The function GetAccessibleContextInfo returns detailed information about an AccessibleContext object belonging to the JVM. In order to improve performance, the various distinct methods in the Java Accessibility API are collected together into a few routines in the Java Access Bridge API and returned in struct values. These struct values are defined in the file AccessBridgePackages.h and are described in the section "API Callbacks".

The functions GetAccessibleChildFromContext and GetAccessibleParentFromContext enable you to walk the GUI component hierarchy, retrieving the nth child, or the parent, of a particular GUI object.

  • BOOL GetAccessibleContextAt(long vmID, AccessibleContext acParent, jint x, jint y, AccessibleContext *ac)

    Retrieves an AccessibleContext object of the window or object that is under the mouse pointer.

  • BOOL GetAccessibleContextWithFocus(HWND window, long *vmID, AccessibleContext *ac);

    Retrieves an AccessibleContext object of the window or object that has the focus.

  • BOOL GetAccessibleContextInfo(long vmID, AccessibleContext ac, AccessibleContextInfo *info);

    Retrieves an AccessibleContextInfo object of the AccessibleContext object ac.

  • AccessibleContext GetAccessibleChildFromContext(long vmID, AccessibleContext ac, jint index);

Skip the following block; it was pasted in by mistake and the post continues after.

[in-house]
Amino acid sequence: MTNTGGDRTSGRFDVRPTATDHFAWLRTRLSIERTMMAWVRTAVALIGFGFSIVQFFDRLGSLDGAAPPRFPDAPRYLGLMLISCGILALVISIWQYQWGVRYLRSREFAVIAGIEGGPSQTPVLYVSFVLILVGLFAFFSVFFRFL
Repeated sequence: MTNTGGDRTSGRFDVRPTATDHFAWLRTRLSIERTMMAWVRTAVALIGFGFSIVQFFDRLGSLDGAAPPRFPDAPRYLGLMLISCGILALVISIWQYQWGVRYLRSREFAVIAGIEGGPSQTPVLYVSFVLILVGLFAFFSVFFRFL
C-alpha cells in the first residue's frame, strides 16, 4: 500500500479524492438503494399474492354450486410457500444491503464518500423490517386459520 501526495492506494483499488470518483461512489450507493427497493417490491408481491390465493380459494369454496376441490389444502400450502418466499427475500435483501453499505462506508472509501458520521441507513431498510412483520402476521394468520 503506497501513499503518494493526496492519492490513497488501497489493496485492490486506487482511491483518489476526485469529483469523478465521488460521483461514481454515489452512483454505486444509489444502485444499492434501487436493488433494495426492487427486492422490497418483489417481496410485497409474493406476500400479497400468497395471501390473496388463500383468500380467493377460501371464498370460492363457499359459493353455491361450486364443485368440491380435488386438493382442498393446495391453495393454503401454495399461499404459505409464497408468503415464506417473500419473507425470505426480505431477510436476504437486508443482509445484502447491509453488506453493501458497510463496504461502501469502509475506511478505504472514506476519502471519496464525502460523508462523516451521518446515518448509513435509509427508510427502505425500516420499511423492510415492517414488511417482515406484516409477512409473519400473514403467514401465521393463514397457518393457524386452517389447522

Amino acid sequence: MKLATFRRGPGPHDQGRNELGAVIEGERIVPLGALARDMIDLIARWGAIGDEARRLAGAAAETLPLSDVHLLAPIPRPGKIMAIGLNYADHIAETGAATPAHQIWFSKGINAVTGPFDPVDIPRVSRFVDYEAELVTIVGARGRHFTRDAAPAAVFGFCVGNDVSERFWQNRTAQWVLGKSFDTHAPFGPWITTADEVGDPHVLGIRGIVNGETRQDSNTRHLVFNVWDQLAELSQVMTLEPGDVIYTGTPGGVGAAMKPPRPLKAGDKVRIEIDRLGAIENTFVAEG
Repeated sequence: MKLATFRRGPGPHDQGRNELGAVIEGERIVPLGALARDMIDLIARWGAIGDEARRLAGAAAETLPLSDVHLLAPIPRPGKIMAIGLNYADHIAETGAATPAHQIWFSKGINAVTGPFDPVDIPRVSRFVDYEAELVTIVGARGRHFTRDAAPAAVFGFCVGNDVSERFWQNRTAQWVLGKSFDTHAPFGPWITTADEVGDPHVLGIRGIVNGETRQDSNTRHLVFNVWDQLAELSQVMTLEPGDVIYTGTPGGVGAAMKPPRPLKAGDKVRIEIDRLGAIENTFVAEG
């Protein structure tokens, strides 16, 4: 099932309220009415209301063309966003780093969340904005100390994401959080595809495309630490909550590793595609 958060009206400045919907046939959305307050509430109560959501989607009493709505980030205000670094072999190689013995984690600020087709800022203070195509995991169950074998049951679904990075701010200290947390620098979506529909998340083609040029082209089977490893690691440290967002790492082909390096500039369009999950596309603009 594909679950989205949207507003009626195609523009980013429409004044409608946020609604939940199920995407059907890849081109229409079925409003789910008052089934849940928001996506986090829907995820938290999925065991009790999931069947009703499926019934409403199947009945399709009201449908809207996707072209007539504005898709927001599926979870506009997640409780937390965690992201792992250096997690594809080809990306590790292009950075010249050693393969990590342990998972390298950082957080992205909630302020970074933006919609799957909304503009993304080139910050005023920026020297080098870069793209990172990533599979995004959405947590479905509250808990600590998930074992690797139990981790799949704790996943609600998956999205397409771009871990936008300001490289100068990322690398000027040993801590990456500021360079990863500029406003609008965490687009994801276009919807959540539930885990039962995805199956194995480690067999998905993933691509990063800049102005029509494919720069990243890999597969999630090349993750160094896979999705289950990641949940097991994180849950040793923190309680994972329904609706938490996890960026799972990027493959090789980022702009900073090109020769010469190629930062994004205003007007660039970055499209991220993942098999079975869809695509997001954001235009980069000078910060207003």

Returns an AccessibleContext object that represents the nth child of the object ac, where n is specified by the value index.

  • AccessibleContext GetAccessibleParentFromContext(long vmID, AccessibleContext ac);

    Returns an AccessibleContext object that represents the parent of object ac.

Accessible Text Functions

These functions get AccessibleText information provided by the Java Accessibility API, broken down into seven chunks for efficiency. An AccessibleContext has AccessibleText information contained within it if the flag accessibleText in the AccessibleContextInfo data structure is set to TRUE. The struct values used in these functions are defined in the file AccessBridgePackages.h and are described in the section "API Callbacks".

  • BOOL GetAccessibleTextInfo(long vmID, AccessibleText at, AccessibleTextInfo *textInfo, jint x, jint y);

  • BOOL GetAccessibleTextItems(long vmID, AccessibleText at, AccessibleTextItemsInfo *textItems, jint index);

  • BOOL GetAccessibleTextSelectionInfo(long vmID, AccessibleText at, AccessibleTextSelectionInfo *textSelection);

  • char *GetAccessibleTextAttributes(long vmID, AccessibleText at, jint index, AccessibleTextAttributesInfo *attributes);

  • BOOL GetAccessibleTextRect(long vmID, AccessibleText at, AccessibleTextRectInfo *rectInfo, jint index);

  • BOOL GetAccessibleTextRange(long vmID, AccessibleText at, jint start, jint end, wchar_t *text, short len);

  • BOOL GetAccessibleTextLineBounds(long vmID, AccessibleText at, jint index, jint *startIndex, jint *endIndex);

Accessible Value Functions